WINS Training Labs
A review of Train Signal’s Windows 2000/2003 WINS Video Lab Training – Product Details. See more details at Train Signal’s website.
I had always used WINS because it was easy to install and configure. It was a no brainer. Static Mappings was the extent of my configuration attempts with WINS. Didn’t think there was really much to it until I ran through Train Signal’s training video.
As with all of the Train Signal videos I have viewed they start at the very beginning and show you how to install and most importantly where to find it as it is hidden away in Windows 2003 Server.
Passwords Haven’t Disappeared Yet
123456. Qwerty. Iloveyou. No, these are not exercises for people who are brand new to typing. Shockingly, they are among the most common passwords that end users choose in 2021. Research has found that the average business user must manually type out, or copy/paste, the credentials to 154 websites per month. We repeatedly got one question that surprised us: “Why would I ever trust a third party with control of my network?
Lab 6 provides a complete coverage of the options in WINS from Scavenging and Tombstoning, Database Consistency, Replication, Database Backup and where to Start, Stop and Restart WINS. Push/Pull Replication is gone into in some depth and Replication Partners is given the usual methodical Train Signal workout and you come away a confidence from the knowledge gained.
Settings are given a run through with a thorough explanation of the default settings and what each one does. I had never bothered to lookup what the various Active Registrations record types meant but thanks to Train Signal I now know what 00h, 03h and 20h records are and what they are used for.
The NBTSTAT command, which is run from the Console (Command Prompt), is given a good workout and I took the opportunity to get some much needed practice with this useful tool. Load Balancing for WINS is mentioned as to is the importance of your WINS server not being multi-homed. Also important was in a multi WINS server network that each WINS server should only point to itself to avoid database corruption.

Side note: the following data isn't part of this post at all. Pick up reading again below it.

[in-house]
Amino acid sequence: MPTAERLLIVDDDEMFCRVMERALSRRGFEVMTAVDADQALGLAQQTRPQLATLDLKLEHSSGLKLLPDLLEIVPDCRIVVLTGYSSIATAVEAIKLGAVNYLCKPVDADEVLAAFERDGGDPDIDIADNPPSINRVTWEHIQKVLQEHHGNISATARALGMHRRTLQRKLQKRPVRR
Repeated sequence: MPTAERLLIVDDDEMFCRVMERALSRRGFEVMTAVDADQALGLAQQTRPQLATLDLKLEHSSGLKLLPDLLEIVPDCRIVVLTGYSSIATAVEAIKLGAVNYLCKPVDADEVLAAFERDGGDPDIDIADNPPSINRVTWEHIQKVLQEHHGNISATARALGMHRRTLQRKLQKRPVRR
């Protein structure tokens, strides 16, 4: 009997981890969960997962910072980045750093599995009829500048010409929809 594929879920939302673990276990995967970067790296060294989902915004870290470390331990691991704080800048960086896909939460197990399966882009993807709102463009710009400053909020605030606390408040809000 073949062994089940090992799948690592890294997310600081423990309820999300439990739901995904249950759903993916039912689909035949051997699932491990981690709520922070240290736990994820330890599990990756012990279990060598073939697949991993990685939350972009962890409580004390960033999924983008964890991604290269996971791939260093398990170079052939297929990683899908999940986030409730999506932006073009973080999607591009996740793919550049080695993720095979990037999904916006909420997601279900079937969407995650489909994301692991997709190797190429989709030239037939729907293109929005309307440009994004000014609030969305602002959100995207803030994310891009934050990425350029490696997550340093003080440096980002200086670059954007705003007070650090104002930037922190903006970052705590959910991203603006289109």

WINS proxy was discussed, how it worked and why it was used and what its limitations are and how to enable it on a computer. This is tricky if you don’t know how but it is a straight forward Registry edit.
The final video in this Lab went into the LMHOSTS file, how it works, how entries are made and its limitations due to the entries being static and not dynamic. Train Signal constantly surprises me with the little tidbits of information that are injected into their videos that add to your general IT knowledge. This video was a small lesson on system variables.
WINS Client Node types are discussed along with what the node types are, how they work and in what circumstances or situations they are used. Adding them to the Scope Options in DHCP is the easiest way of deploying the Client Node Types on each computer in your network and this demonstration and discussion id not overlooked by Train Signal
Disabling NetBIOS can have its advantages but as the video goes into, you have to be 100% certain that you don’t have any applications that still use it. Scott mentioned a couple of situations where NetBIOS is still required and I was surprised as to what they were, but considering the software vendor I shouldn’t have been. Without this video I don’t think I would ever have figured out how to disable NetBIOS using the DHCP Scope Options. Even after finding the setting, Microsoft added a final twist.
The different types of WINS replications finished off this video and the Lab. Mesh replication is compared to Hub and Spoke Replication and what the advantage of a Hub and Spoke has over a Mesh.
Another excellent Computer Based Training Lab by Train Signal. You can read more details about this product here:
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